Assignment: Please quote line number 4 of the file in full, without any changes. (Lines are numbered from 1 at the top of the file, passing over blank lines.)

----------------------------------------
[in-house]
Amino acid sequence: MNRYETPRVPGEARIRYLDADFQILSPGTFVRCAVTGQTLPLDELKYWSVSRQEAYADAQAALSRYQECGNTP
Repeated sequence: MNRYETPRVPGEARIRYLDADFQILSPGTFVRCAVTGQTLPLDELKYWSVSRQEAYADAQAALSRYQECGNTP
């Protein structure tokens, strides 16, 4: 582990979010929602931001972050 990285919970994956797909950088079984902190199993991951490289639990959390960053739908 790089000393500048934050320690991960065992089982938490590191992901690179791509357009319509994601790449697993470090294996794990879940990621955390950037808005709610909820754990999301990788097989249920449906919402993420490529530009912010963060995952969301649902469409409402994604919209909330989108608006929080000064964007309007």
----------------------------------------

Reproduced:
């Protein structure tokens, strides 16, 4: 582990979010929602931001972050 990285919970994956797909950088079984902190199993991951490289639990959390960053739908 790089000393500048934050320690991960065992089982938490590191992901690179791509357009319509994601790449697993470090294996794990879940990621955390950037808005709610909820754990999301990788097989249920449906919402993420490529530009912010963060995952969301649902469409409402994604919209909330989108608006929080000064964007309007």